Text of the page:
YOKOHAMA, Japan – A conventional steering system directs tire movements by transmitting steering inputs to the tires via a mechanical link. Nissan Motor Co.'s next-generation steering technology, unveiled at its Advanced Technology Briefing last week, reads the driver's intentions from steering inputs and controls the vehicle's tire movements via electronic signals.
The system controls and insulates the vehicle from unnecessary road-generated disturbances to deliver only the necessary performance feel to the driver.
For example, even on a road surface with minor ridges or furrows, the driver no longer has to grip the steering wheel tightly and make detailed adjustments, so traveling on the intended path becomes easier.
Accompanying this next-generation steering technology, Nissan has also developed a camera-based straight-line stability system to further enhance on-center driving capability.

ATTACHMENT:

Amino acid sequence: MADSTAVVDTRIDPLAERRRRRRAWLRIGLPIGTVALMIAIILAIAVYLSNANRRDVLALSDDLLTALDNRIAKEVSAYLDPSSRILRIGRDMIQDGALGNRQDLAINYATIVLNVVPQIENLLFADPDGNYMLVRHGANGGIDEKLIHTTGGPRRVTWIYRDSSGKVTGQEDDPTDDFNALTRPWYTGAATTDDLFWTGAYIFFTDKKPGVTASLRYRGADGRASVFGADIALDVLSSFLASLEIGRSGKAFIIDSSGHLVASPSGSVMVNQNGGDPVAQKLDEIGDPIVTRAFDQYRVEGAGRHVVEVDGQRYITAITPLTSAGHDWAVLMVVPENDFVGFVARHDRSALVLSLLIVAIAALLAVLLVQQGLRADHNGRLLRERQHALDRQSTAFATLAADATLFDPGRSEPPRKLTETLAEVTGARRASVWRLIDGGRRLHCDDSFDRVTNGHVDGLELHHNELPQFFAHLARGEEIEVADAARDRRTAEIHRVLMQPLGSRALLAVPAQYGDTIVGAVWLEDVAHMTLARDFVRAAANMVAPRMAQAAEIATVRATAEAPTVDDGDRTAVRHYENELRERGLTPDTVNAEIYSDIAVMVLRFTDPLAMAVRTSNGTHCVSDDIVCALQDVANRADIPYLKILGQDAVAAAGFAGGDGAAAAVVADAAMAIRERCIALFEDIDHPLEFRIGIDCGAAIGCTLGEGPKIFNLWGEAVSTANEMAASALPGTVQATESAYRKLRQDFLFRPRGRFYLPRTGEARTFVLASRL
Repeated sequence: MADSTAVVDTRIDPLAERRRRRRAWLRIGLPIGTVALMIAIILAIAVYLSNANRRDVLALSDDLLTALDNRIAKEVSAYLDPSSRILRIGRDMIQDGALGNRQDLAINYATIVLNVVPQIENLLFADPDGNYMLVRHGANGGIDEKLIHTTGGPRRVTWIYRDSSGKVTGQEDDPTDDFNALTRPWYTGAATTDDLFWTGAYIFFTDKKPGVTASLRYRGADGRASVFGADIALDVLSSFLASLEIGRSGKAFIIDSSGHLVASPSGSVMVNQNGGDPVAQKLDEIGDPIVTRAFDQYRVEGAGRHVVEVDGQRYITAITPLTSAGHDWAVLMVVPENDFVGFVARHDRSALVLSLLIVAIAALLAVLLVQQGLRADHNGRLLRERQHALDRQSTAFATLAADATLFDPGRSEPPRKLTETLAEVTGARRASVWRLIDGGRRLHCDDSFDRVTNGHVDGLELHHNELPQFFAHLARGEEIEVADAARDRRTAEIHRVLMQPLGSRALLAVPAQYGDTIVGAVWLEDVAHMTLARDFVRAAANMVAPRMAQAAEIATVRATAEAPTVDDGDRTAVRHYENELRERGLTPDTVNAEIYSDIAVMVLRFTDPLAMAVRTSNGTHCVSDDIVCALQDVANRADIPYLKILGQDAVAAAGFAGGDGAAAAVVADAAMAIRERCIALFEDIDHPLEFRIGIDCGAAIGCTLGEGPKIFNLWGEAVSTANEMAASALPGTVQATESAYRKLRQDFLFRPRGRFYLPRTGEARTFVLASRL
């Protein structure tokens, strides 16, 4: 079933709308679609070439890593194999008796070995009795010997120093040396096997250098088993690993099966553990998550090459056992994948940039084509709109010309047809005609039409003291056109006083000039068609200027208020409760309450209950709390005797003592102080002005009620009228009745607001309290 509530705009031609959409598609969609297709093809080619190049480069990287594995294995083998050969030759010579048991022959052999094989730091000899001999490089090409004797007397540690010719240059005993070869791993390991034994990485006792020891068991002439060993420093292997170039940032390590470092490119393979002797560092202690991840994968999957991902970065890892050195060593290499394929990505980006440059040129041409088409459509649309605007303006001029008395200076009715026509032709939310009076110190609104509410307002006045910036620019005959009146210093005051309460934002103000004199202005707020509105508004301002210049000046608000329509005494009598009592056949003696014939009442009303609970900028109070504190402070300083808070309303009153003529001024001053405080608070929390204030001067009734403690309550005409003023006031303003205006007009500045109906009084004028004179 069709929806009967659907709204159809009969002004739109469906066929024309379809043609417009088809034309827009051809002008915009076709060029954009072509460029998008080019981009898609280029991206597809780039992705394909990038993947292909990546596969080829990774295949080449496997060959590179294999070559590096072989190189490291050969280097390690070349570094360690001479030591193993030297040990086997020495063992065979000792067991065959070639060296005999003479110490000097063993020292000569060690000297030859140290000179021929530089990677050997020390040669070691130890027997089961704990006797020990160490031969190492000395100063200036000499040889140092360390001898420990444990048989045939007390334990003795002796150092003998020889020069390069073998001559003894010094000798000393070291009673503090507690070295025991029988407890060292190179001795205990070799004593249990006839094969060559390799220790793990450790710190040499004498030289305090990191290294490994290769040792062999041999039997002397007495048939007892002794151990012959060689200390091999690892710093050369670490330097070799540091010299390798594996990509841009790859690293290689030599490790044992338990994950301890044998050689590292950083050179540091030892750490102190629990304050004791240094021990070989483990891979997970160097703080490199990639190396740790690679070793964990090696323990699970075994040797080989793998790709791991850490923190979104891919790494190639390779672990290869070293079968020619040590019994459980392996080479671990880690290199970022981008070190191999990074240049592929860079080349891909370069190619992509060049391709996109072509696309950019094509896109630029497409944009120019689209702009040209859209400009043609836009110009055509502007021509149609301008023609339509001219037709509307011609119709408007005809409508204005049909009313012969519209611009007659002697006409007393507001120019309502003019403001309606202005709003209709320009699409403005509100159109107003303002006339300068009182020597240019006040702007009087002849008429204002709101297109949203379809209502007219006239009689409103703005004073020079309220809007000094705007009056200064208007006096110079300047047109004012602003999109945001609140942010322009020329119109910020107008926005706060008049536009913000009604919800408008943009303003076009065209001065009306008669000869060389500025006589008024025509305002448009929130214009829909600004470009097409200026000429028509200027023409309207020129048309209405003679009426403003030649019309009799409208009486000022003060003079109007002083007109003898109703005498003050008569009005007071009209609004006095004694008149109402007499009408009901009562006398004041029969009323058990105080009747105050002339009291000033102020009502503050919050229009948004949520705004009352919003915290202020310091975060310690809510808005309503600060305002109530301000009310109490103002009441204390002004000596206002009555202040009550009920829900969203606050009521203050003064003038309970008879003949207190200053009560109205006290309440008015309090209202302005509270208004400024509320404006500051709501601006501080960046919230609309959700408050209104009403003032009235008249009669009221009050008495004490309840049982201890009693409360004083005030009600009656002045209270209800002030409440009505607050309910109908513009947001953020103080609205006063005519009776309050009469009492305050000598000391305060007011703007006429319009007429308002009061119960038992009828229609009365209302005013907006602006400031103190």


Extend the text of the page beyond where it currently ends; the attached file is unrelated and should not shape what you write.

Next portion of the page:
This system is a world-first technology that improves vehicle stability by making small input angle adjustments so the vehicle will accurately trace and continue as planned in the lane it is traveling.
If the vehicle direction changes due to road surface or crosswinds, the system acts to minimize the effect of these conditions resulting in reduced steering input from the driver.
This next-generation steering technology's high reliability is achieved by multiple ECUs. In the event a single ECU malfunctions, another ECU will instantly take control, and in extreme circumstances such as the power supply being disrupted, the backup clutch will act to connect the steering wheel and wheels mechanically, ensuring continued safe travel.
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